"I see myself as a kind of a chameleon when it comes to the groupings that we've had, the changes that's we've had, and the adjustments that I've had to make over the years," Jackson said. "I know I started out closer to Boom [Chris Berman].... But I think I have effectively understood more and more about TV, and when more is less and less is more."
• Berman remains a house organ for the NFL but Countdown is where he excels. We'd just like to see him comment as little as possible on issues of relevance because we can already get the same opinion from the NFL's communication department.
• Schefter and Mortensen have increased their reach significantly via Twitter and it's odd that Paolantonio and Werder, both excellent reporters, have not done the same.
• Lastly, Gruden's enthusiasm and knowledge of the game is enjoyable, but he does need to dial down the superlatives. "He's going to be more objective this year," Rothman predicted. "I think it's a goal of his. But to his credit, he's a positive person. I'll defend him by saying you'd see that if you are around him. He's not a negative guy. He's a not a downer or a naysayer. He doesn't want to be critical to create a headline. Yet he can be critical, and you saw that in his "QB Camp" and you'll see more of that."
Ravens at Jets (Sept. 13, 7 p.m.), Saints at Niners (Sept. 20, 8:30 p.m.),Packers at Bears (Sept. 27, 8:30 p.m.), Patriots at Dolphins (Oct. 4, 8:30 p.m.), Vikings at Jets (Oct. 11, 8:30 p.m.),Giants at Cowboys (Oct. 25, 8:30 p.m.), Steelers at Bengals (Nov. 8, 8:30 p.m.), Eagles at Redskins (Nov. 15, 8:30 p.m.), Jets at Patriots (Dec. 6, 8:30 p.m.), Saints at Falcons (Dec. 27, 8:30 p.m.).
TRASH-TALKING THE COMPETITION
"You know what? I think the guys that are calling our game are credible, they work their asses off and they are very much in the know. It's not just reading Internet clips or articles. Jon and Jaws watch every frame of tape and every play and analyze everything, and their analysis and opinions are based on what's on tape. They do read but it's not based on secondhand information. I just think we have two of the most credible guys and I believe our play by play guy is unmatched in terms of his knowledge and talent and how he steers the ship. We have a good thing going and we relish it. We never give up on games. We work until the clock hits zero." - Rothman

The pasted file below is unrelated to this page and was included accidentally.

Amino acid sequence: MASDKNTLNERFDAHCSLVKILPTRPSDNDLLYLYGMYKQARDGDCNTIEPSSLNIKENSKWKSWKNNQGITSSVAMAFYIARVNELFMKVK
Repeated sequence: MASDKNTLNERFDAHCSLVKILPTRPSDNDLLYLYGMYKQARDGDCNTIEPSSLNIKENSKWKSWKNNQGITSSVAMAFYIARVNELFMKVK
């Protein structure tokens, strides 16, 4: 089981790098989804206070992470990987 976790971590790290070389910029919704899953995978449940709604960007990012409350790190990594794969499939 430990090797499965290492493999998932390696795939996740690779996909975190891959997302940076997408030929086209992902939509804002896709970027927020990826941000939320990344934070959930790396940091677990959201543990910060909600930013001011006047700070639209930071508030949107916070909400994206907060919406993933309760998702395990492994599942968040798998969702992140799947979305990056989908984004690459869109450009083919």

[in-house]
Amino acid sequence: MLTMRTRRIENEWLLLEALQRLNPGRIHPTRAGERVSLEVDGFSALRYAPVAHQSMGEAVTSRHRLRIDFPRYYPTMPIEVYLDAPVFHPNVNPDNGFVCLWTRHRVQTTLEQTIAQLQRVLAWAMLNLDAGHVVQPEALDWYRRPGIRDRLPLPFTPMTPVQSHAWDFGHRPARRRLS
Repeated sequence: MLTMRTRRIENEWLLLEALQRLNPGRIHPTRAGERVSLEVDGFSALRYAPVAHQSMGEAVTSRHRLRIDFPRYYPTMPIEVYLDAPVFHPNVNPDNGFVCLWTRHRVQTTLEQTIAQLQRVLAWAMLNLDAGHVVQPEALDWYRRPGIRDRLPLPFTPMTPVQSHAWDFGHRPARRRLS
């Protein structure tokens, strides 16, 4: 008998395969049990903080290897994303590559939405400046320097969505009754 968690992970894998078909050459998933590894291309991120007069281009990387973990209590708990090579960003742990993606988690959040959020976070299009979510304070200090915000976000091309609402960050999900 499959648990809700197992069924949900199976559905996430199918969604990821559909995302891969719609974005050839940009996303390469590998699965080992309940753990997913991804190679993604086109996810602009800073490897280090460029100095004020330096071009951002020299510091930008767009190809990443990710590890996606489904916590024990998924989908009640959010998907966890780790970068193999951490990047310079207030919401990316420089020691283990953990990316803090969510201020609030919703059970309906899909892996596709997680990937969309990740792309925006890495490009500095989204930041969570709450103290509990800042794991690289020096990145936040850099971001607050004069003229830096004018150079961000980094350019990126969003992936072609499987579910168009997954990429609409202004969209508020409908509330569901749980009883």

OBLIGATORY REX RYAN COMMENT
"I always had this thing about the football Gods. I told our teams that when you die you go to heaven and you watch football games. Acting like that, they'll strike you dead. There's a certain etiquette or sportsmanship we have all been taught since Day One. Don't give your opponent anything to put on a bulletin board. Obviously, this guy is who he is. He sticks to his guns and I do admire people who do that. But I can tell you that it motivates the guys I have talked with." -- Gruden
SI.com:The New York Times wrote that "Jon Gruden must learn to call a game as if he will never coach one again." Can you be critical of players and coaches?
Gruden: I think they want me to call the game and probably be more critical of the left guard or coach, the owners or the facilities. They want me to be more critical, to say the least. It might happen a little bit this year. I've been humiliated on sports radio and I've heard the negative comments, so I'm going to try to be critical the right way. I'm not going to beat a dead horse. There is a lot of negativity that surrounds every player, coach and GM in this league. I'm going to try not to pile on.
SI.com: You turned 47 on Aug. 17. Is it realistic to think that a 47-year-old with your success will never go back into coaching?
Gruden: I want to do this long enough where I can have Jay Rothman or [ESPN president] George Bodenheimer say, "You know, man, you are not good enough. We are going to go in another direction." I'd also like them to come down and say we'd like you to keep doing this. I've done nothing but coach. I want to do this long enough to see if I'm any good at it and if I really like it. But I'm not going to lie to anyone. I love coaching. I love teaching and being with players. And I miss it. But this is exciting and I get to be around guys, which scratches the itch."
Fox NFL Sunday -- Curt Menefee (host), Terry Bradshaw (co-host), Howie Long (analyst), Jimmy Johnson (analyst), Michael Strahan (analyst), Jay Glazer (reporter), Mike Pereira (rules analyst) and Frank Caliendo (comedian).